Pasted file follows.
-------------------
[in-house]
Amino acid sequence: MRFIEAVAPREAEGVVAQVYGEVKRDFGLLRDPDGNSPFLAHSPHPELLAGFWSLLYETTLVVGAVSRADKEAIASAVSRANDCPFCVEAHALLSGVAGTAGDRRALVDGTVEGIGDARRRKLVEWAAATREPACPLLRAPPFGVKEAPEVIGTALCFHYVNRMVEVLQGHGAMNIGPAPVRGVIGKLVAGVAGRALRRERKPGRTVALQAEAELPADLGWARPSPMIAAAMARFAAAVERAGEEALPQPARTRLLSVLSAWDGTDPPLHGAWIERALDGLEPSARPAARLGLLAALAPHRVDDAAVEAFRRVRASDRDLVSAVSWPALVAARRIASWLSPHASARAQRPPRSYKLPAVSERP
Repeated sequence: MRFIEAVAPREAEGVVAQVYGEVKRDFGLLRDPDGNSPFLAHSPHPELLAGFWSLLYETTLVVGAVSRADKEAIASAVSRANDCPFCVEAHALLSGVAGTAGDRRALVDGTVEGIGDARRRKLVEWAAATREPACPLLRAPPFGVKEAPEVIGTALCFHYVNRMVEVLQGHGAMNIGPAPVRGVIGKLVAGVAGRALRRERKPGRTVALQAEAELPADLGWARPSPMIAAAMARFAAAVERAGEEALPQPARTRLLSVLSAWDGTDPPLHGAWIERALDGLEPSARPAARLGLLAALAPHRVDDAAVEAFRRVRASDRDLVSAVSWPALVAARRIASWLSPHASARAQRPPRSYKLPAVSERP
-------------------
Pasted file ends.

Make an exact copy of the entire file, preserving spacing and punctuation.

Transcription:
[in-house]
Amino acid sequence: MRFIEAVAPREAEGVVAQVYGEVKRDFGLLRDPDGNSPFLAHSPHPELLAGFWSLLYETTLVVGAVSRADKEAIASAVSRANDCPFCVEAHALLSGVAGTAGDRRALVDGTVEGIGDARRRKLVEWAAATREPACPLLRAPPFGVKEAPEVIGTALCFHYVNRMVEVLQGHGAMNIGPAPVRGVIGKLVAGVAGRALRRERKPGRTVALQAEAELPADLGWARPSPMIAAAMARFAAAVERAGEEALPQPARTRLLSVLSAWDGTDPPLHGAWIERALDGLEPSARPAARLGLLAALAPHRVDDAAVEAFRRVRASDRDLVSAVSWPALVAARRIASWLSPHASARAQRPPRSYKLPAVSERP
Repeated sequence: MRFIEAVAPREAEGVVAQVYGEVKRDFGLLRDPDGNSPFLAHSPHPELLAGFWSLLYETTLVVGAVSRADKEAIASAVSRANDCPFCVEAHALLSGVAGTAGDRRALVDGTVEGIGDARRRKLVEWAAATREPACPLLRAPPFGVKEAPEVIGTALCFHYVNRMVEVLQGHGAMNIGPAPVRGVIGKLVAGVAGRALRRERKPGRTVALQAEAELPADLGWARPSPMIAAAMARFAAAVERAGEEALPQPARTRLLSVLSAWDGTDPPLHGAWIERALDGLEPSARPAARLGLLAALAPHRVDDAAVEAFRRVRASDRDLVSAVSWPALVAARRIASWLSPHASARAQRPPRSYKLPAVSERP